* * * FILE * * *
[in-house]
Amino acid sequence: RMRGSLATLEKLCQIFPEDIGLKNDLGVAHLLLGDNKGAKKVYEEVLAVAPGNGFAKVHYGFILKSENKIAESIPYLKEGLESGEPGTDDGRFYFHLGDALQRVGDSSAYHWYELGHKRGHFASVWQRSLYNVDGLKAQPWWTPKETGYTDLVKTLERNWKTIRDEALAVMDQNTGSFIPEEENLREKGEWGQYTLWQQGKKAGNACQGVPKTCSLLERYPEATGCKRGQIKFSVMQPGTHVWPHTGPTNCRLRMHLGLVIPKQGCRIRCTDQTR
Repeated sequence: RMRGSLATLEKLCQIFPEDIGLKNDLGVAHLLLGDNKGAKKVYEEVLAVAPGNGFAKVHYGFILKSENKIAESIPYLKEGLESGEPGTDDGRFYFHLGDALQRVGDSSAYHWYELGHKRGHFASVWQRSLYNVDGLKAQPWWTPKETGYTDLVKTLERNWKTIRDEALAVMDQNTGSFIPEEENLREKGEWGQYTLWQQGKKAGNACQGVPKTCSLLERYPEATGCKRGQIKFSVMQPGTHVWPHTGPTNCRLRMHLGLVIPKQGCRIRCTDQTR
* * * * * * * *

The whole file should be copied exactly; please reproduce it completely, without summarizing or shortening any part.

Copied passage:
[in-house]
Amino acid sequence: RMRGSLATLEKLCQIFPEDIGLKNDLGVAHLLLGDNKGAKKVYEEVLAVAPGNGFAKVHYGFILKSENKIAESIPYLKEGLESGEPGTDDGRFYFHLGDALQRVGDSSAYHWYELGHKRGHFASVWQRSLYNVDGLKAQPWWTPKETGYTDLVKTLERNWKTIRDEALAVMDQNTGSFIPEEENLREKGEWGQYTLWQQGKKAGNACQGVPKTCSLLERYPEATGCKRGQIKFSVMQPGTHVWPHTGPTNCRLRMHLGLVIPKQGCRIRCTDQTR
Repeated sequence: RMRGSLATLEKLCQIFPEDIGLKNDLGVAHLLLGDNKGAKKVYEEVLAVAPGNGFAKVHYGFILKSENKIAESIPYLKEGLESGEPGTDDGRFYFHLGDALQRVGDSSAYHWYELGHKRGHFASVWQRSLYNVDGLKAQPWWTPKETGYTDLVKTLERNWKTIRDEALAVMDQNTGSFIPEEENLREKGEWGQYTLWQQGKKAGNACQGVPKTCSLLERYPEATGCKRGQIKFSVMQPGTHVWPHTGPTNCRLRMHLGLVIPKQGCRIRCTDQTR